It all began in September 1997, during the ATypI conference in Reading, England, when Mark Batty asked me if I would be involved (with others) in organising the next conference, which would be held somewhere in France. In November, the organising team — which then consisted of Robert Norton, Thomas Gravemaker, Sharon Irving, Mark Batty and me — decided that the city of Lyon was the best location. Situated at the foot of the French Alps, Lyon is a mecca of French typography and gastronomy – two key ingredients in a successful ATypI conference. The city’s long association with lettering stretches from the period of Roman inscriptions, throught the printing incunabula, to the ages of Granjon, Perrin & Audin, and to the present. Shortly after Lyon was decided upon, Robert and Thomas withdrew from the team for personal reasons, but the process was now underway and so began a daily exchange of e-mail between France, England and the United States.
ATypI Lyon 98: Dave Farey, Adrian Frutiger and Erik Alb during the Auction.
In December, after a number of visits to Lyon, we chose the Palais des Congrés as our conference site. This new conference centre was designed by Renzo Piano, and is situated near the heart of the city, between the Parc de la Tête d’Or, the Rhone river and the Musée d’Art Contemporain. The ATypI conference would take place on three floors, offering ample space for activities.
In April 1998, we decided to produce the first flyer promoting the event, and the flow of registrations soon began, as they would continue until the co nference began in October. In June, Sharon and I went again to Lyon to find sponsors who would donate computers and Internet connections and who would support conference workshops. Patrick Cazaux and Gabrièle Perrier, the conservators at the Musée de l’Imprimerie de Lyon) helped us make some important connections in the city. In the end, as always seems the case, we were provided with fewer computers than we had expected, and the workshops included many people huddled around a few machines.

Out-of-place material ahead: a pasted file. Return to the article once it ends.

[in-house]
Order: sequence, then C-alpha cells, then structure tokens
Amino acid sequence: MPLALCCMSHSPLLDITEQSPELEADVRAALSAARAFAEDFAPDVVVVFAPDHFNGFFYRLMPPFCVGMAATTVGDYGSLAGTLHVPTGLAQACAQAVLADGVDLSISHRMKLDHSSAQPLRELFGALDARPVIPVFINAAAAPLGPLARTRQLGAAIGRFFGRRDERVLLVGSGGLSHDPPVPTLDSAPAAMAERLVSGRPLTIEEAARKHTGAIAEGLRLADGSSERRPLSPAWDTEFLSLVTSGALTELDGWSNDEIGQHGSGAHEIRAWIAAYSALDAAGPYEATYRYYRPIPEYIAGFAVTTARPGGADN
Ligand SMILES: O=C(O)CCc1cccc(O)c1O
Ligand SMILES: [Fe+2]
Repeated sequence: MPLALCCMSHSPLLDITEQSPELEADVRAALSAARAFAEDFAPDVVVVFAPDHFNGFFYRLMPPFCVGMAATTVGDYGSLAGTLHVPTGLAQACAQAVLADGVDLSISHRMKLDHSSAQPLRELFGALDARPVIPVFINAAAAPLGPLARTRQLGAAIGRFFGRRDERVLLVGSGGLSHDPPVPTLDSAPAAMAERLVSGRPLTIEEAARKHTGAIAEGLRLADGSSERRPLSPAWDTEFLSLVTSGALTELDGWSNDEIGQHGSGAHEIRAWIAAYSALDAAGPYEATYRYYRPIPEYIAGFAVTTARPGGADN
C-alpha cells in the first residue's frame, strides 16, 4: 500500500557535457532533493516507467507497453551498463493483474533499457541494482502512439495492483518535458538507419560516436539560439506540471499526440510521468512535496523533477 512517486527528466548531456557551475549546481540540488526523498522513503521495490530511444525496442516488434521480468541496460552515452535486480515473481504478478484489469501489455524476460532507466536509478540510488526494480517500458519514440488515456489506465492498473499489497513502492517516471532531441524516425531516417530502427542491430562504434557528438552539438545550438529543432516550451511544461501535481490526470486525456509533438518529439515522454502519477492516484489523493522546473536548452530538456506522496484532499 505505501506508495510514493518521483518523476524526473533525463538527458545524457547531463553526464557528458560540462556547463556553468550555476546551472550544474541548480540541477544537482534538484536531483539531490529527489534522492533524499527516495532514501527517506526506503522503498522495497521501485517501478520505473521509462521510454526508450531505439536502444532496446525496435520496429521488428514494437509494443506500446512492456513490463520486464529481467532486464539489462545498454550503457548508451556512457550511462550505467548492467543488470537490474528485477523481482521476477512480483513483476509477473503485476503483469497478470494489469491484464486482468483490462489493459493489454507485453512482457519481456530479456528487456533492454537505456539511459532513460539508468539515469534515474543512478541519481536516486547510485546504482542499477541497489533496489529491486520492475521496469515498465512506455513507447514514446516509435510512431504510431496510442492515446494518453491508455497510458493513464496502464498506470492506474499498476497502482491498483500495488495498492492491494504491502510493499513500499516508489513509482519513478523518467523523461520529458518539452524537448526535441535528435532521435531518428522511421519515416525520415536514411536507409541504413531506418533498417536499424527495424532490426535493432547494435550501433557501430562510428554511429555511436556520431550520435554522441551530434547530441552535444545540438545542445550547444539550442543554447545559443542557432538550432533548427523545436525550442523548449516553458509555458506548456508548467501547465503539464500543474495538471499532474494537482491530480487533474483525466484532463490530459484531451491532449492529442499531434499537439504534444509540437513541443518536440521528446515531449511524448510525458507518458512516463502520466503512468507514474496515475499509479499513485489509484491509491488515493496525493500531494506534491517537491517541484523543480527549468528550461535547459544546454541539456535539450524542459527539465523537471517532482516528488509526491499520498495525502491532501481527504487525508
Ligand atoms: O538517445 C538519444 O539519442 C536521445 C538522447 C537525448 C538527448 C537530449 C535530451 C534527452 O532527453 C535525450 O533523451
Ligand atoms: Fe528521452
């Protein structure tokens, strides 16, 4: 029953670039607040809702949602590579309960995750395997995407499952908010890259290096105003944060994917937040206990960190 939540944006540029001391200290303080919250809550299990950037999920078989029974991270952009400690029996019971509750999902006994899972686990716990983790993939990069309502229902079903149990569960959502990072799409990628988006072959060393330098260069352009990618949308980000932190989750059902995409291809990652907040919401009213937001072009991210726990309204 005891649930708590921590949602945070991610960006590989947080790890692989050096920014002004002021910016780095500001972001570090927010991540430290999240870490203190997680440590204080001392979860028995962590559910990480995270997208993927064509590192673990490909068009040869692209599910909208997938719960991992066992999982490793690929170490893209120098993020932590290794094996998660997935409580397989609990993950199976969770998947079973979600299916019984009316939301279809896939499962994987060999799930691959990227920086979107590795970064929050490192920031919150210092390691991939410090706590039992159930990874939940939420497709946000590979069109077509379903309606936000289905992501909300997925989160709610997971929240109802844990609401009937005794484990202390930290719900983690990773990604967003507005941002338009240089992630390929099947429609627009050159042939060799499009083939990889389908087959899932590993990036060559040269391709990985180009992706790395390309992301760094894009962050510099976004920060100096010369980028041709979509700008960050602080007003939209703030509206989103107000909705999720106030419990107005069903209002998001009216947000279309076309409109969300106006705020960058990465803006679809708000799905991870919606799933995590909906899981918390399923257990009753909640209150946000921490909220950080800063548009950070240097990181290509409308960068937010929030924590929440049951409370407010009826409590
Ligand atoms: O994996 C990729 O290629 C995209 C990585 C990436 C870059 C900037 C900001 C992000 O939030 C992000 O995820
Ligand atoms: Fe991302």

ATypI Lyon 98: Yuri Yarmola, David Lemon and others in action at the LaboTypo.
During all these months, I was also busy organising the conference programme with the help of Gérard Blanchard, Maxim Zhukov and many other friends from ATypI and the the Rencontres internationales de Lure (the French association of typographers created by Maximilien Vox during the 1950s), and with the friendly support of Mark Batty. We decided that the focus of the conference would by French typography, and Gérard Blanchard would be the keynote speaker. Sadly, Gérard died quite suddenly on 26 August 1998, and we were forced to change to programme to include, instead of his lecture, an hommage to him and his contribution to French typography. Less than one month before the conference was due to start, Jacques André hit upon the idea of producing a book in honour of Gérard Blanchard, with texts by his friends and colleagues including John Dreyfus and Fernand Baudin. Remarkably, this book, a special issue of the ‘Cahiers GUTenberg,’ was edited, printed and bound in time for the conference.